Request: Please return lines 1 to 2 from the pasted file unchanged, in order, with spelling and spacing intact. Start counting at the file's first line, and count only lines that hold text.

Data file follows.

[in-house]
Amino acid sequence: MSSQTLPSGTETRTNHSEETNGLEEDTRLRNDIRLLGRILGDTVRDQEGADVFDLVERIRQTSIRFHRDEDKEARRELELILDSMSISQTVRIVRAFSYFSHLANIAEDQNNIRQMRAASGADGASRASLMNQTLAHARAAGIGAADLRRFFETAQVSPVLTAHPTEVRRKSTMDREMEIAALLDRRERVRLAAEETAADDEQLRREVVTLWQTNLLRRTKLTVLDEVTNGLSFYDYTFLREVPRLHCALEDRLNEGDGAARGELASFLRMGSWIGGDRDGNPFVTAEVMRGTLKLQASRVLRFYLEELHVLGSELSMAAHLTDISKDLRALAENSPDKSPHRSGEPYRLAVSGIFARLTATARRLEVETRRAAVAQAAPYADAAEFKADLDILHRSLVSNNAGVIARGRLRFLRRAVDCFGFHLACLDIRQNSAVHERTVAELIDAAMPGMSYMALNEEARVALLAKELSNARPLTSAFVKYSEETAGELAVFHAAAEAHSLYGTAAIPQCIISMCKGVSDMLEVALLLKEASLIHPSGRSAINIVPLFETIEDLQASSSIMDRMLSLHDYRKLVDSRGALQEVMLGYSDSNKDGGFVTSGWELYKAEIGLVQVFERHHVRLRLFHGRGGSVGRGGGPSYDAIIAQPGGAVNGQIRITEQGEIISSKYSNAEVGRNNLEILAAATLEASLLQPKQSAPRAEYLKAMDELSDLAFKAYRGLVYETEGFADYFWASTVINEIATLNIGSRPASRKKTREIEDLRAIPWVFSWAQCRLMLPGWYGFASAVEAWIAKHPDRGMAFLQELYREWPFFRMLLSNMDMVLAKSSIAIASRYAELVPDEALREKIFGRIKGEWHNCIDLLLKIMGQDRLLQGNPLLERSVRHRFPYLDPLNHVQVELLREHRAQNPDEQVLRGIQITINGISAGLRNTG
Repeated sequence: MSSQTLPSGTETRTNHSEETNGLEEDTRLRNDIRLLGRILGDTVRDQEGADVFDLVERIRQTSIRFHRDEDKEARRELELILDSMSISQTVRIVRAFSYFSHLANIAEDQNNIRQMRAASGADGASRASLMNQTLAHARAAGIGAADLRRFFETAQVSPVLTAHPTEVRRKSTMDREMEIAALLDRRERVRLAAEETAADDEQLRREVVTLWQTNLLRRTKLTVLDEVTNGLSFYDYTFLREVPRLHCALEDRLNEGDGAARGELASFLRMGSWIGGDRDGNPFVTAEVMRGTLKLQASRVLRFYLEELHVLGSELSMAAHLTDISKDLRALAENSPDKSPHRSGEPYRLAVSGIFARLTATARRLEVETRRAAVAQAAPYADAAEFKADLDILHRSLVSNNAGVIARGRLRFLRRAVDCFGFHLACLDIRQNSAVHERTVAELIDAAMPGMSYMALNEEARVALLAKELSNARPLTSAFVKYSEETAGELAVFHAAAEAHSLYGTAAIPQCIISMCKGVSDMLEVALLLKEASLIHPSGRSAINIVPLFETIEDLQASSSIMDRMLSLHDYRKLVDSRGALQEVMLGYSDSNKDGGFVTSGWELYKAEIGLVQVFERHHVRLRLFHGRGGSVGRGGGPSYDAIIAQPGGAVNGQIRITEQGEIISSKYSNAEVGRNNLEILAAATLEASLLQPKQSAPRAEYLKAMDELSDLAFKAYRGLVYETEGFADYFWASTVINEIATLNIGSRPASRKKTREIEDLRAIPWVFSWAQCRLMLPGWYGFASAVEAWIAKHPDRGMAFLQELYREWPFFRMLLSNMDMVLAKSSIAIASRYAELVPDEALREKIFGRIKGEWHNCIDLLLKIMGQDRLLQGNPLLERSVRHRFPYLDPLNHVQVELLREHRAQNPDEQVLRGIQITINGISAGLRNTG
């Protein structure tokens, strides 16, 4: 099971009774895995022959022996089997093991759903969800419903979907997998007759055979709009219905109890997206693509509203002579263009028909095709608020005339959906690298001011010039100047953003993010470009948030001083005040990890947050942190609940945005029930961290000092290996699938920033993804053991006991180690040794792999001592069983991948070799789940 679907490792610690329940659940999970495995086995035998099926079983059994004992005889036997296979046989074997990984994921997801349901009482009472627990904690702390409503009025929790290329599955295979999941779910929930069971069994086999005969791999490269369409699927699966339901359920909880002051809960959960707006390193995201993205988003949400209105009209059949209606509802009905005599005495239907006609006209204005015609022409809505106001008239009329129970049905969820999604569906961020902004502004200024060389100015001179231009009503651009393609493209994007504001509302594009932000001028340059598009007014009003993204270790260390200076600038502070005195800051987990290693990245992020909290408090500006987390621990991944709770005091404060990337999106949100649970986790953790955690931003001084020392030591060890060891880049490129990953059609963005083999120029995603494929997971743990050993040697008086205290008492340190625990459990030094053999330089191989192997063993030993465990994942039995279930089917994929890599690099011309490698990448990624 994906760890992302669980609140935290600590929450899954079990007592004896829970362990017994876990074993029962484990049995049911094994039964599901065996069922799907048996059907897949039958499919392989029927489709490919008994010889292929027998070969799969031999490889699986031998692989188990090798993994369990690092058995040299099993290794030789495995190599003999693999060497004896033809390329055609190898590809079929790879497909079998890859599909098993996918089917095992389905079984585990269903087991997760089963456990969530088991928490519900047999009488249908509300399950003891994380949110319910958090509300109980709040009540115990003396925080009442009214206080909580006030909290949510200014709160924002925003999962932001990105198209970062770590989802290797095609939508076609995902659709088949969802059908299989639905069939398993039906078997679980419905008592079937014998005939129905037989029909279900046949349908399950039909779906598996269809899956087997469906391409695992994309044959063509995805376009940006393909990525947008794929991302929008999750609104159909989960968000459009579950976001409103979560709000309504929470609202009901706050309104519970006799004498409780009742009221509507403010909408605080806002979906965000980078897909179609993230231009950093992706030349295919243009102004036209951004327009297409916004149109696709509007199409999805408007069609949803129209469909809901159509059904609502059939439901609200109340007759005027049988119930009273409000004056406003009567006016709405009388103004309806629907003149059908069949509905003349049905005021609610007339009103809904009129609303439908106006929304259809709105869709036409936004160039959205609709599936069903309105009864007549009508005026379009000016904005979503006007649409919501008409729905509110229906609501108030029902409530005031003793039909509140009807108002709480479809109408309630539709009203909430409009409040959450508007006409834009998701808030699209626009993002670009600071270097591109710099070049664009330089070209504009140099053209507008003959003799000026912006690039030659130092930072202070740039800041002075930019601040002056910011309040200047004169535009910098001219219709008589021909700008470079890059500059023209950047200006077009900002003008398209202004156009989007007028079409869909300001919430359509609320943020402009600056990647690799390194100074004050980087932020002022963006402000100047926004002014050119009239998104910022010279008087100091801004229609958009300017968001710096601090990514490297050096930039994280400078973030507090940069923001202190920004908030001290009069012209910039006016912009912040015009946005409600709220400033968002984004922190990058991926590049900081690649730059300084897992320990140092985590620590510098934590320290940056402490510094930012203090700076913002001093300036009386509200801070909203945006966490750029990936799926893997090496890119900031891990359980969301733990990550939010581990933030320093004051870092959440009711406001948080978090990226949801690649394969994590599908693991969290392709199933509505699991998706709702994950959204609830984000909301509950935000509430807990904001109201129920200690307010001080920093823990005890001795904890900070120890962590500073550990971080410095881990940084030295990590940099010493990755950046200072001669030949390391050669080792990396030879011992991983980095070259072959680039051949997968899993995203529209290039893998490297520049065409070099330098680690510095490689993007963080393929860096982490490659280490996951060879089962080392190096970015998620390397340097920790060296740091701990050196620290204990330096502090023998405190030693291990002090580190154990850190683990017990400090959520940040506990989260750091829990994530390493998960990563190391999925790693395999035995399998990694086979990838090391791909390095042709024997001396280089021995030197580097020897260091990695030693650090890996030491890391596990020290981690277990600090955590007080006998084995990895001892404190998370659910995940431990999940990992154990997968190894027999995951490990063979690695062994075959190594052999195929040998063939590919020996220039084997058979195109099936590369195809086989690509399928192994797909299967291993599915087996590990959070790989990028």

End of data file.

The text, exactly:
[in-house]
Amino acid sequence: MSSQTLPSGTETRTNHSEETNGLEEDTRLRNDIRLLGRILGDTVRDQEGADVFDLVERIRQTSIRFHRDEDKEARRELELILDSMSISQTVRIVRAFSYFSHLANIAEDQNNIRQMRAASGADGASRASLMNQTLAHARAAGIGAADLRRFFETAQVSPVLTAHPTEVRRKSTMDREMEIAALLDRRERVRLAAEETAADDEQLRREVVTLWQTNLLRRTKLTVLDEVTNGLSFYDYTFLREVPRLHCALEDRLNEGDGAARGELASFLRMGSWIGGDRDGNPFVTAEVMRGTLKLQASRVLRFYLEELHVLGSELSMAAHLTDISKDLRALAENSPDKSPHRSGEPYRLAVSGIFARLTATARRLEVETRRAAVAQAAPYADAAEFKADLDILHRSLVSNNAGVIARGRLRFLRRAVDCFGFHLACLDIRQNSAVHERTVAELIDAAMPGMSYMALNEEARVALLAKELSNARPLTSAFVKYSEETAGELAVFHAAAEAHSLYGTAAIPQCIISMCKGVSDMLEVALLLKEASLIHPSGRSAINIVPLFETIEDLQASSSIMDRMLSLHDYRKLVDSRGALQEVMLGYSDSNKDGGFVTSGWELYKAEIGLVQVFERHHVRLRLFHGRGGSVGRGGGPSYDAIIAQPGGAVNGQIRITEQGEIISSKYSNAEVGRNNLEILAAATLEASLLQPKQSAPRAEYLKAMDELSDLAFKAYRGLVYETEGFADYFWASTVINEIATLNIGSRPASRKKTREIEDLRAIPWVFSWAQCRLMLPGWYGFASAVEAWIAKHPDRGMAFLQELYREWPFFRMLLSNMDMVLAKSSIAIASRYAELVPDEALREKIFGRIKGEWHNCIDLLLKIMGQDRLLQGNPLLERSVRHRFPYLDPLNHVQVELLREHRAQNPDEQVLRGIQITINGISAGLRNTG